Almost two years into the Trump presidency, the debate continues about what kind of craziness best explains his bizarre behavior. You can take your pick of explanations.
History books will likely declare the last few months a turning point in the Trump Presidency, and Kessler’s laborious work gives us metrics that confirm what is becoming more and more apparent: the recent wave of misstatements is both a reflection of Trump’s increasingly unbound Presidency and a signal attribute of it. The upsurge provides empirical evidence that Trump, in recent months, has felt more confident running his White House as he pleases, keeping his own counsel, and saying and doing what he wants when he wants to. … At this point, the falsehoods are as much a part of his political identity as his floppy orange hair and the “Make America Great Again” slogan. The untruths, Kessler told me, are Trump’s political “secret sauce.”
He’s Just Stupid
Even the briefest observation of Donald Trump is adequate to confirm that he is not a man of profound intellect. He certainly possesses his share of social intelligence, a knack for salesmanship and an obsessive drive to dominate and humiliate others stemming from a yawning maw of overlapping insecurities. But in terms of how we traditionally measure intelligence in the modern developed world–the acquisition of knowledge over time and the ability to process, digest and act cogently in response to complex information–Trump probably doesn’t even reach the 50th percentile of Americans. And that is being generous.
This basic fact is difficult to keep in mind when assessing his decisions because we have never had a president like this. Society tends to dramatically overestimate the talent and intelligence of those fortunate enough to be rich and powerful, but rarely are they as objectively ignorant and lacking in basic competency as Trump. Far too often we look for a schema or strategy behind Trump’s actions, only to discover that his decisions were precipitated by the dumbest of reasons: because he saw a Fox News segment that made him angry, or because he heard that Barack Obama had originated a policy, because some extraneous person mentioned some falsehood to him that he was credulous enough to believe, or because he was openly bribed. This principle has become known as “Trump’s Razor“: when seeking to understand the president’s behavior, look for the stupidest possible reason.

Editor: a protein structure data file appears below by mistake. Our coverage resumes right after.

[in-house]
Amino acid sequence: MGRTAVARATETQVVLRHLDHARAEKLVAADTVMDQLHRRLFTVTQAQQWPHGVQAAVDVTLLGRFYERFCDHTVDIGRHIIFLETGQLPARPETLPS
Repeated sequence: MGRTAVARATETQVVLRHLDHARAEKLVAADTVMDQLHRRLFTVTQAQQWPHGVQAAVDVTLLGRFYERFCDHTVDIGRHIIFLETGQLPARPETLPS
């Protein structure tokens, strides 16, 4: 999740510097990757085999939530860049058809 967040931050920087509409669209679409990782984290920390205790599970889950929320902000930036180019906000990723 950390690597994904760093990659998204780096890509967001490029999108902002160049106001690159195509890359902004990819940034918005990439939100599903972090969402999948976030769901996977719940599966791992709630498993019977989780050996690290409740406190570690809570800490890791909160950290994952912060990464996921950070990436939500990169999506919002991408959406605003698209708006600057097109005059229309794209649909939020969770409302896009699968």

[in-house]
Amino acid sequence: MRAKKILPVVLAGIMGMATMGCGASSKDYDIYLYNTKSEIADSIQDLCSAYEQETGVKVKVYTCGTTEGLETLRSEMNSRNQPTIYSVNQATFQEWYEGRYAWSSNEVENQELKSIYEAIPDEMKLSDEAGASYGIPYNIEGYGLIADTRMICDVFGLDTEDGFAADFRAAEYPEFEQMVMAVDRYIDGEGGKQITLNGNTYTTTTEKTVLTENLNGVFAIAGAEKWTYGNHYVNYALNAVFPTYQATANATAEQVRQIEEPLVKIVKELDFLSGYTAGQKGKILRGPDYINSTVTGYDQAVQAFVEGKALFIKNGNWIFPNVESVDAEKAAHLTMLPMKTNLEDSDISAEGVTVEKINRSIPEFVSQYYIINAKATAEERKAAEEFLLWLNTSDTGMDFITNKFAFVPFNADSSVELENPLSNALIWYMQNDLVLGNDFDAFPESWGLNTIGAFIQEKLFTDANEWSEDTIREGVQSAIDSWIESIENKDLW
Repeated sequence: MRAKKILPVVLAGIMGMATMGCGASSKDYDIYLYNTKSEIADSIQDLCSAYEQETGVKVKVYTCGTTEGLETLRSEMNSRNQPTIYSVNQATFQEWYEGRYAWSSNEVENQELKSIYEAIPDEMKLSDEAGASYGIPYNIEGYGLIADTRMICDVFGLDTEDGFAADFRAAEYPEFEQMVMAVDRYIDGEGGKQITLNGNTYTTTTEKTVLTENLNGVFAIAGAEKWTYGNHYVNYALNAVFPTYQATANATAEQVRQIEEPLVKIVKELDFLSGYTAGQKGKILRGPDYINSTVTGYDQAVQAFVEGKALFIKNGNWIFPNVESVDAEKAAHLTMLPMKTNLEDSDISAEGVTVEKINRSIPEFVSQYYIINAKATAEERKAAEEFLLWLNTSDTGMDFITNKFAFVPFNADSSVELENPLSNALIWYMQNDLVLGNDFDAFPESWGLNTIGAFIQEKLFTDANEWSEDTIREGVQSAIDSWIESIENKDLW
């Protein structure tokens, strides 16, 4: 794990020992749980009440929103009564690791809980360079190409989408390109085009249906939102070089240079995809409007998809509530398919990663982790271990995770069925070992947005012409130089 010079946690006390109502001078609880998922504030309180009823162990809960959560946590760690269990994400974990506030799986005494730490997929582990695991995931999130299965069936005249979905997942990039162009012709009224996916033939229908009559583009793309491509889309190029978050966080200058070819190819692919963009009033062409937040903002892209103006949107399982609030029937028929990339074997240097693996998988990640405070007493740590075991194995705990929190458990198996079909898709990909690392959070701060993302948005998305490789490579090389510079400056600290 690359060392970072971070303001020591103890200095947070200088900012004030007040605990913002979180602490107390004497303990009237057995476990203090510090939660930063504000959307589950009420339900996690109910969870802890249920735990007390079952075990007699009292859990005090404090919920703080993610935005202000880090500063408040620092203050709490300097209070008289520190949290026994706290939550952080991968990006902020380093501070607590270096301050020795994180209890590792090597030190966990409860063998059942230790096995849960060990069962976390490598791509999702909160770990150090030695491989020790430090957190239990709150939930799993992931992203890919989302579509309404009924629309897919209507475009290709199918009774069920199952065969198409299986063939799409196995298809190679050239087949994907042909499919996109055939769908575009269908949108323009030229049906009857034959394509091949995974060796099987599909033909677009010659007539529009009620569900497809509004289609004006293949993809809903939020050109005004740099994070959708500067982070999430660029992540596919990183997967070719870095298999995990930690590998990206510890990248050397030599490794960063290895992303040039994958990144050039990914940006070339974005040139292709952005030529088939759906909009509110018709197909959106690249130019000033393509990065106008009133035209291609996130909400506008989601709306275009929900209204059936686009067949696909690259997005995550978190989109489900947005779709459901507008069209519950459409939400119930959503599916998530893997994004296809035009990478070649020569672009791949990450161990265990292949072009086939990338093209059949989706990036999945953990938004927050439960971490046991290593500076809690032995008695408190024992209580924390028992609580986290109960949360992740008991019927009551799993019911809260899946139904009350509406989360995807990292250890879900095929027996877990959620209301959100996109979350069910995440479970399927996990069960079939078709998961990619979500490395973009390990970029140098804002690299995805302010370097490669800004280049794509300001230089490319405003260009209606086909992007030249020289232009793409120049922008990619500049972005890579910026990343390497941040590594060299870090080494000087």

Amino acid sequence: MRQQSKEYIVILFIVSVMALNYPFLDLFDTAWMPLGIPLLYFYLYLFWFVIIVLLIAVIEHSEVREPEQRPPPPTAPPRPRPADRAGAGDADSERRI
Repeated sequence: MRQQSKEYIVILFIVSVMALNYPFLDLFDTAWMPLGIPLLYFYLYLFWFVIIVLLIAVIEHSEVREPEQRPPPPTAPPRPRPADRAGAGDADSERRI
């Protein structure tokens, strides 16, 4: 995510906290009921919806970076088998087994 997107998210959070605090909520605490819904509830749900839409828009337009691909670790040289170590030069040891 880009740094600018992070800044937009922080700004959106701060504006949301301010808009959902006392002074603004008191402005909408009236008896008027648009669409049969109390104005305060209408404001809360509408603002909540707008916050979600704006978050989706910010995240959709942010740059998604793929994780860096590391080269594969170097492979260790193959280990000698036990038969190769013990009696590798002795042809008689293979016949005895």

A Thought from Aardvark: In a World of Much Uncertainty, This We Know
We know he is delusional. Even so, we may, I think, say with ever-increasing confidence that many of Trump’s lies are conscious lies. But we cannot, with any great confidence, estimate what percentage of his 4,229 lies he believes, and what percentage he knows are bullshit. Indeed, we cannot say with any confidence what “knowledge” even means in Trump’s fevered brain.
Nevertheless, we know without peradventure of doubt that he is delusional. He is delusional in that he anticipates that his conscious lies will be accepted, and that this general acceptance of falsehoods, repeated over and over, will get him out of trouble. Because, inter alia, only half of self-identifies Republicans are buying his bullshit: the rest of them are squirming.
It is exactly the kind of delusion that very small children sometimes show. It is like three-year-old Al Sharpton denying that he had eaten the blueberry pie, when there were blueberries all over his face.